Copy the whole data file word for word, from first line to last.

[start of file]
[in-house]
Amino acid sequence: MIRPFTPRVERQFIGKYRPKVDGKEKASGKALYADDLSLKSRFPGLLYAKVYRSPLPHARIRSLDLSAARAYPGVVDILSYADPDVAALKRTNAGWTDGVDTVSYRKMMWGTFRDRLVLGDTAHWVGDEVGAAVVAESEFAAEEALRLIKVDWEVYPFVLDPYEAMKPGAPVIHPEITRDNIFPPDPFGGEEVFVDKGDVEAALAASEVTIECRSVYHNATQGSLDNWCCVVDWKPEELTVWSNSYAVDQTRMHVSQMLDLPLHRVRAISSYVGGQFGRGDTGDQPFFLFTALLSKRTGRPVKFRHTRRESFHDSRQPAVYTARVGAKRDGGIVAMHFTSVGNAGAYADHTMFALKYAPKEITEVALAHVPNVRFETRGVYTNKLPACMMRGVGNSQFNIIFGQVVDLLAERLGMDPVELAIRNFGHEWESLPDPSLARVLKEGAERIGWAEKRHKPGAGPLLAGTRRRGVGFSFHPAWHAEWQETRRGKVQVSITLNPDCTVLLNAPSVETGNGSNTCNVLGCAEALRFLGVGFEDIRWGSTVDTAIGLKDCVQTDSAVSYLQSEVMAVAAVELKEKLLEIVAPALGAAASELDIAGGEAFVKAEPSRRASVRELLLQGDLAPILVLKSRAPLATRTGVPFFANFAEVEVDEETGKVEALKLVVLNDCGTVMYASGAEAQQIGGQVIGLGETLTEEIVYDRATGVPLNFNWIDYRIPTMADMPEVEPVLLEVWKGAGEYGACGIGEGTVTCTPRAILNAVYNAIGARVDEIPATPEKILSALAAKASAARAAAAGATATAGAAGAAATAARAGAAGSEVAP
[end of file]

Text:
[in-house]
Amino acid sequence: MIRPFTPRVERQFIGKYRPKVDGKEKASGKALYADDLSLKSRFPGLLYAKVYRSPLPHARIRSLDLSAARAYPGVVDILSYADPDVAALKRTNAGWTDGVDTVSYRKMMWGTFRDRLVLGDTAHWVGDEVGAAVVAESEFAAEEALRLIKVDWEVYPFVLDPYEAMKPGAPVIHPEITRDNIFPPDPFGGEEVFVDKGDVEAALAASEVTIECRSVYHNATQGSLDNWCCVVDWKPEELTVWSNSYAVDQTRMHVSQMLDLPLHRVRAISSYVGGQFGRGDTGDQPFFLFTALLSKRTGRPVKFRHTRRESFHDSRQPAVYTARVGAKRDGGIVAMHFTSVGNAGAYADHTMFALKYAPKEITEVALAHVPNVRFETRGVYTNKLPACMMRGVGNSQFNIIFGQVVDLLAERLGMDPVELAIRNFGHEWESLPDPSLARVLKEGAERIGWAEKRHKPGAGPLLAGTRRRGVGFSFHPAWHAEWQETRRGKVQVSITLNPDCTVLLNAPSVETGNGSNTCNVLGCAEALRFLGVGFEDIRWGSTVDTAIGLKDCVQTDSAVSYLQSEVMAVAAVELKEKLLEIVAPALGAAASELDIAGGEAFVKAEPSRRASVRELLLQGDLAPILVLKSRAPLATRTGVPFFANFAEVEVDEETGKVEALKLVVLNDCGTVMYASGAEAQQIGGQVIGLGETLTEEIVYDRATGVPLNFNWIDYRIPTMADMPEVEPVLLEVWKGAGEYGACGIGEGTVTCTPRAILNAVYNAIGARVDEIPATPEKILSALAAKASAARAAAAGATATAGAAGAAATAARAGAAGSEVAP